A careful reading of the report of the deliberations of the UNGA on November 7, 2016 would suggest that nothing has changed at the ground level; only the rhetoric of member states has been amplified. In a repeat of the scenario of past debates, two of the permanent members — the United States and Russia – inflexibly opposed any alteration to the existing veto system. The other two major powers — France and the United Kingdom -- extended their support to reform that would keep alive the competence of the UN. China, as in the past, took an ambiguous position towards the expansion and reform of the Council.7
The debate witnessed a division of opinion among the P5 members, whose unanimous consent is a pre-requisite for any reform, particularly on the question of veto. For instance, Vladimir K. Safronkov, representing the Russian Federation, observed that Council reform was one of the most complex issues on the UN agenda since the approaches of the major players are highly divergent.8 He also noted that any proposal which would “infringe on the rights of current permanent members, including historic right to veto” was unacceptable.9 While Russia continues to back India’s claim for a permanent seat from among the G-4 countries, its strong opposition to changes in veto has generated an apprehension that it is now inclined to support India as a permanent member only without veto power. The US also opposed an expansion or alteration of the veto and demanded the consideration of aspiring members’ contribution to peace and security as a criterion for granting permanent seats in an expanded Council.10 Since the start of the reform initiatives in 1992, the majority of Chinese statements has contained identical phrasings. A sample of such statements includes the following: “Council reform should be carried out on the basis of broad consensus”; “A proposal that was acceptable to the overwhelming majority of Member States had not yet emerged”; and “No artificial deadline should be set”.11
Three among the five permanent members of the Security Council are still against Council reform that would entail a change in their present status. The possibility of changes in the positions of the US and Russia are unlikely since they are in a state of relative decline. Since it is their current status in the Council that provides them pre-eminence on issues related to international peace and security, they are not expected to support any move that reduces their say in global politics. It is unrealistic to think that China would give up its present privileged status in the UN, even as it seeks greater influence and presence in global politics as a rising power. Moreover, reading the text of the November 7 debate makes it clear that additional permanent seats with veto power is at best a distant possibility. The P5 are unlikely to approve the promotion of any states to permanent status due to the fact that such a change would eventually dilute their power. Therefore, for reform-seekers including India, there is nothing to rejoice in the recent UNGA debate.
Given the consistency of the P5’s positions in the past and the minimal progress towards reform during the last two decades, there are three possible scenarios regarding India’s quest for permanent membership in the Security Council.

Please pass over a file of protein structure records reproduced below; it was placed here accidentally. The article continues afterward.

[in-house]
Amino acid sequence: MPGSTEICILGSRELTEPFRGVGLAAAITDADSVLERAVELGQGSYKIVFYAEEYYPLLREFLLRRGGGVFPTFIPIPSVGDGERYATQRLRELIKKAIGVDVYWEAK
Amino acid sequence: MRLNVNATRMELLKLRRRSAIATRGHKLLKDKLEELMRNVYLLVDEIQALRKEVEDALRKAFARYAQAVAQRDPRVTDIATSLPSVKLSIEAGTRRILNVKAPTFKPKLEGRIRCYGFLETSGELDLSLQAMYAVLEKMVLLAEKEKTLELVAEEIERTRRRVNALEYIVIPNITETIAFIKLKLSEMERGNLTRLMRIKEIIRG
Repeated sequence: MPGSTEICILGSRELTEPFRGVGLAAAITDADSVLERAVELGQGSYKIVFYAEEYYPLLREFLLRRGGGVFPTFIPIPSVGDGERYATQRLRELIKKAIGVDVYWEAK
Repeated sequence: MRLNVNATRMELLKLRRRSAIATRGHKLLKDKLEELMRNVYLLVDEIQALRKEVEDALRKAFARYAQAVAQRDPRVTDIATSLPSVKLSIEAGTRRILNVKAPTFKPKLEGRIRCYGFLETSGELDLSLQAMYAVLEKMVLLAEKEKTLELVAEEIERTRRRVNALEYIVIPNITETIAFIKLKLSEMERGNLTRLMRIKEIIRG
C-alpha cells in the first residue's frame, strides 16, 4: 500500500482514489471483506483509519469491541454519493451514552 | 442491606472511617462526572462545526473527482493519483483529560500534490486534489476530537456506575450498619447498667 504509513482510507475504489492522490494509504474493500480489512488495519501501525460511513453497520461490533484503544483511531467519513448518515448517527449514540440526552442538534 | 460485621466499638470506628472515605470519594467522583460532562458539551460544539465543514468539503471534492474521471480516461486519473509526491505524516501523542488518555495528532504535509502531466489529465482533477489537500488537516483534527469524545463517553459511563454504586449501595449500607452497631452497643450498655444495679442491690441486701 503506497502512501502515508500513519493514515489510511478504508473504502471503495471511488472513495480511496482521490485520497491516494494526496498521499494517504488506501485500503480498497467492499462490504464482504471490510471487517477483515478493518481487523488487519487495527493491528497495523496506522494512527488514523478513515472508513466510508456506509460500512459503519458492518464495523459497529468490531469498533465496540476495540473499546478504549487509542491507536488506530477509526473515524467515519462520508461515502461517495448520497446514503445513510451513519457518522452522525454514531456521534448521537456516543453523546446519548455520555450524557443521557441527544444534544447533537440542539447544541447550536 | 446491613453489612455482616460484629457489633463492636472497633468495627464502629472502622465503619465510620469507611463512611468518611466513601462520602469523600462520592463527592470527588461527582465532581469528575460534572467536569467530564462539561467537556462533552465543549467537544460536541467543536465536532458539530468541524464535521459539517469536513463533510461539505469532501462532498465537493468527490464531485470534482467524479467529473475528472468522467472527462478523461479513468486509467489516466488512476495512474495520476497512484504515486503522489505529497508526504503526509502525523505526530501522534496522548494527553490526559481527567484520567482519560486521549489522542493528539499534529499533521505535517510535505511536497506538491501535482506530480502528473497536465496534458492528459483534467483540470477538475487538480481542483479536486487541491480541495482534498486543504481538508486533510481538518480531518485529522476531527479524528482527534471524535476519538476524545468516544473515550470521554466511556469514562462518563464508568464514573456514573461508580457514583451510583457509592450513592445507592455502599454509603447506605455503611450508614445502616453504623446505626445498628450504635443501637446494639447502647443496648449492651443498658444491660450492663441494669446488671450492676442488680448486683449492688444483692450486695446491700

First, India takes the leadership of reform calls and actively and relentlessly pushes other countries in that direction. Its latent power, remarkable economic growth, rapidly increasing defence capabilities, status as a nuclear weapons power, and contributions to UN peacekeeping all give it the right and privilege to assume such a responsibility. However, looking at India’s engagements with the UN combined with its growing indifference towards multilateralism in the recent past, such a development is unlikely. Beyond the rhetorical statements of leaders and officials, it is still not clear whether a permanent seat in the Council is a priority for India. Many of the policy makers in the country still entertain doubts about the wisdom of India seeking greater space in an institution that has lost its legitimacy. In this situation, it is unrealistic to think that India would take the responsibility of patching the holes of the UN.
The second option is to push for Security Council reform without changing the current status of veto power. Since having a seat without veto is almost similar to not having a place in the Council, the likelihood of such a move from India is even less.
The final possible scenario is for India to accept the fact that, given the current pace and momentum, Security Council reform is never going to happen and to consequently search for alternatives to push the agenda of emerging powers. Given the miserable fate of such alternatives, for example, BRICS and its uncertain future, this option would also be a great gamble. BRICS was formed as a political and economic alternative to the Western-dominated architecture of global governance and to drive an emerging power agenda in such institutions. Nonetheless, no coherent action has been taken by BRICS countries in this regard. Such inaction raises questions about the ability of the emerging powers to either pilot multilateral institutions or push for reforms in the current global governance system.
Views expressed are of the author and do not necessarily reflect the views of the IDSA or of the Government of India.